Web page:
The Substance of the Arab Revolt

Rami G. Khouri

BEIRUT -- Three months since the first demonstrations in rural Tunisia initiated a wave of rebellions that has spread throughout the Arab world, we have witnessed to date the toppling or serious revolts against some regimes, and revived discussions about political reform in half a dozen others. Seen from within the Middle East, several important issues emerge that should capture the attention of anyone who cares to grasp the substance of this new Arab Revolt, rather than its superficialities. These provide an important foundation for dealing with the political evolution that will continue to define the Arab world for years to come, and as such they are important guideposts for the future, rather than just analytical milestones from the recent past. They relate to the nature of the change that is demanded, and the fact that such demands have been around for decades, but the outside world was not interested in hearing or acting on them.
Persistent popular pressure has forced the resignation of the interim Tunisian and Egyptian prime ministers last week, and maintained progress in both countries on revising the constitution and scheduling new national elections. These two core issues are mirrored across the entire region, for they are the common denominator of discontented citizenries. They clarify that the Second Arab Revolt is about more than ending corruption, increasing available jobs and wages, reducing abuse of power, or removing a dictator here and there. The basic common desire across the entire Arab world is for a totally re-legitimized power structure and governance system that uses structural constitutional change to achieve three critical goals: credible citizen rights and political representation, the accountability of public power through realistic mechanisms that affirm the consent of the governed, and term limits on heads of state.
These demands cannot be achieved by tinkering with the current exhausted and discredited political systems, raising public sector salaries or initiating a vague “dialogue” with opposition movements. The cry from all corners of the Arab world is for profound structural changes, not superficial reforms, cosmetic adjustments or fleeting buy-offs. Removing prime ministers who were associated with the former regimes is a strong sign of the importance that demonstrating Arab citizens attach to a complete break with the past. They don’t want to improve the old regimes and systems; they want to bury them, and replace them with legitimate governments.
The focus on constitutional change affirms the importance of installing a new political order that is both credible and institutionalized, i.e., it is both seen to provide a fair system of the exercise of power and citizenship rights, and also impervious to the manipulation of strong personalities or power centers, such as the military, religious groups, or populist forces. These pivotal constitutional demands are the heart and soul of the changes that Arab citizens have initiated in their countries, noticeably without foreign armies or government prodding, or well-meaning but rather irrelevant civil society education and training courses. (Not surprisingly, the next most common thing we hear across the region, after the call for real constitutional change, is for foreign governments, armies, political brokers and cultural carpetbaggers to stay home).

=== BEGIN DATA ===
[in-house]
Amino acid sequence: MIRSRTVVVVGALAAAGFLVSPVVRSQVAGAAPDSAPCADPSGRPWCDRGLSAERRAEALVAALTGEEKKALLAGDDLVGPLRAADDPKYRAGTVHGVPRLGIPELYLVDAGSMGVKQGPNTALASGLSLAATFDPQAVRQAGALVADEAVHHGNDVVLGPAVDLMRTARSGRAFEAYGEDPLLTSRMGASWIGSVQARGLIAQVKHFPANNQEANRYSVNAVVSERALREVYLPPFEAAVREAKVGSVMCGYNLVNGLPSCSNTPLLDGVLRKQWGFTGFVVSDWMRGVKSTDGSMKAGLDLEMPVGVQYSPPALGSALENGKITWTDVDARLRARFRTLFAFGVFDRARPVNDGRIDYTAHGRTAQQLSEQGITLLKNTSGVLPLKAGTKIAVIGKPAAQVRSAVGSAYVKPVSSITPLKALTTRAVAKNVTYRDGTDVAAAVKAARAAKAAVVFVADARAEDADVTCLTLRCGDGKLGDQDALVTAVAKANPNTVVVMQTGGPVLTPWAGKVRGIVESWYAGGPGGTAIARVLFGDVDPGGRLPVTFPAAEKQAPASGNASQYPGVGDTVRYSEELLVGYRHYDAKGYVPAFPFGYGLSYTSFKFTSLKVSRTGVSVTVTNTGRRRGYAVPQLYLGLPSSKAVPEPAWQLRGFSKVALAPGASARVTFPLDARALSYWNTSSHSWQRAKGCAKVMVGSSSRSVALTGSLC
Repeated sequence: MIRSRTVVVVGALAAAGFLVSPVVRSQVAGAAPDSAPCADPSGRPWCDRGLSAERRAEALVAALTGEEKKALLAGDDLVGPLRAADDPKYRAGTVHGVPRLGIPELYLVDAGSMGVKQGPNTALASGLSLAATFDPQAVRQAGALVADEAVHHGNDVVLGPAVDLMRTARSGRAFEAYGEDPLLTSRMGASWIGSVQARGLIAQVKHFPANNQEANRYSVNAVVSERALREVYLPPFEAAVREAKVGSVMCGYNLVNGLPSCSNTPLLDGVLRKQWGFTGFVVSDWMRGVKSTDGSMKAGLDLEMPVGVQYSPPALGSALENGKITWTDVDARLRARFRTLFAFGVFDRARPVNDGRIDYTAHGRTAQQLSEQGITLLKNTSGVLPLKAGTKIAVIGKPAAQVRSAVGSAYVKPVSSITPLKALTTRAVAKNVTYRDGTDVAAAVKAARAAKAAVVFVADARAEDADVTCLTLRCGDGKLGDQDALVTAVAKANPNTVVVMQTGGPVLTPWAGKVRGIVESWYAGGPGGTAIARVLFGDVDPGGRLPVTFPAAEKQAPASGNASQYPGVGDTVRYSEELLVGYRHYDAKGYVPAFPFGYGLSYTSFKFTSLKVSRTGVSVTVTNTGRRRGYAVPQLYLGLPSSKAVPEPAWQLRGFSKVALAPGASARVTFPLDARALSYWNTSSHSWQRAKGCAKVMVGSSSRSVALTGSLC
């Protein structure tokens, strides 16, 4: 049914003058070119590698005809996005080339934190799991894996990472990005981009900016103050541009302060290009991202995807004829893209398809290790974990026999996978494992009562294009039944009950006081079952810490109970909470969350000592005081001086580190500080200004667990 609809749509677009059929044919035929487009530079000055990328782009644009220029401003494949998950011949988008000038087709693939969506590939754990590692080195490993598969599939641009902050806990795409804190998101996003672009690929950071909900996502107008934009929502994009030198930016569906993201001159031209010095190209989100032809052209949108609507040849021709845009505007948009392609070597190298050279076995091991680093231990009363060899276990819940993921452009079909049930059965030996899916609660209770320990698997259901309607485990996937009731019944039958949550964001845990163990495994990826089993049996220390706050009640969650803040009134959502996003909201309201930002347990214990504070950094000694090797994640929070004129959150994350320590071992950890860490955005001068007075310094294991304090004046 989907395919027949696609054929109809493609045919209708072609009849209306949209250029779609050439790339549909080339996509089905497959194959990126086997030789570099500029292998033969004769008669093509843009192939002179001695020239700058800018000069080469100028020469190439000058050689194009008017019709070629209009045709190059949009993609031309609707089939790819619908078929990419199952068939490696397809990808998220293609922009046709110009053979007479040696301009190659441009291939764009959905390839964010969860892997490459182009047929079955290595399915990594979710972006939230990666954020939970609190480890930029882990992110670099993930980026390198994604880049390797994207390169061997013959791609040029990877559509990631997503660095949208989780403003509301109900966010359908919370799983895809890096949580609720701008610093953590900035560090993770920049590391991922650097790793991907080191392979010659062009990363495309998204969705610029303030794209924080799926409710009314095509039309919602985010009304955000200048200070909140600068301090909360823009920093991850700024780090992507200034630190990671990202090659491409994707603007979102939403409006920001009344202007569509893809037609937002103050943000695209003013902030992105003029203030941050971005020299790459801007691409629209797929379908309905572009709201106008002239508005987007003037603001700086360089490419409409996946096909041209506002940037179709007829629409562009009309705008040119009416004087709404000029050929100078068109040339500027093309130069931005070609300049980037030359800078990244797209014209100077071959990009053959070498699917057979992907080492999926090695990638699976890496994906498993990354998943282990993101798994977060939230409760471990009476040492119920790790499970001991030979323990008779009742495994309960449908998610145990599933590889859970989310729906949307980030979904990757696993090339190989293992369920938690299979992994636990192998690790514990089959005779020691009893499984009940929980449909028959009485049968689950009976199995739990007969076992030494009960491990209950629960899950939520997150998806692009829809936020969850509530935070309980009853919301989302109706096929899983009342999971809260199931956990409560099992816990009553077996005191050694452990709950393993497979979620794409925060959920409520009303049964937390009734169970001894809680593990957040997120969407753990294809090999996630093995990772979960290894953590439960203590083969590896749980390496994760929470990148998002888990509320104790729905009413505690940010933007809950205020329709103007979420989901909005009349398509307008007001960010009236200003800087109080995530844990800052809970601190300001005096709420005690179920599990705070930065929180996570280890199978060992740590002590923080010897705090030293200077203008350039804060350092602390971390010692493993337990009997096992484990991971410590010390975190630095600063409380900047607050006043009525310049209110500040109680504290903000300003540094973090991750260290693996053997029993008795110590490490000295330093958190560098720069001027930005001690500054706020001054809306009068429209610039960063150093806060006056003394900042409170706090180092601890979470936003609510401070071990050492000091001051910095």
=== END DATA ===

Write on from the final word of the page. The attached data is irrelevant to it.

The other important thing about this process is that it is not new or unexpected, contrary to the prevailing accounts of many international observers and analysts who continue to express a combination of surprise and befuddlement at what is sweeping our region. The fact is, any honest analyst of the Arab world who took the time over the past four decades to listen to ordinary people and elite figures, or analyze developmental statistical data, would have seen many signs of ordinary Arabs and political activists struggling to express their discontent and demanding real change in the arenas of democracy, accountability, human rights and equitable socio-economic development. Since the advent of the modern Arab security state around 1970 that was personified by the three countries most impacted by the current Arab Revolt, namely Tunisia, Egypt and Libya, hundreds of individuals, organizations and movements have courageously challenged their regimes, articulated legitimate grievances, and demanded more democratic governance systems.
I will discuss this legacy in more detail in a separate column. For now, we should remember, give credit to, and honor those brave Arab men and women in their thousands who risked their lives -- and many lost their lives or their freedoms -- to point out the power abuses, incompetence, and mass home-grown humiliation of the prevailing Arab power structures that were largely supported by Western governments.
There is nothing new or unexpected about what is going on, other than that Arab regimes and the world outside can no longer close their eyes and ears to the demands of Arab citizens who take their citizenship seriously, and have now ended their complacency and taken to the street to seize their rights, and rewrite their constitutions. Rami G. Khouri is Editor-at-large of The Daily Star, and Director of the Issam Fares Institute for Public Policy and International Affairs at the American University of Beirut, in Beirut, Lebanon. Copyright © 2011 Rami G. Khouri -- distributed by Agence Global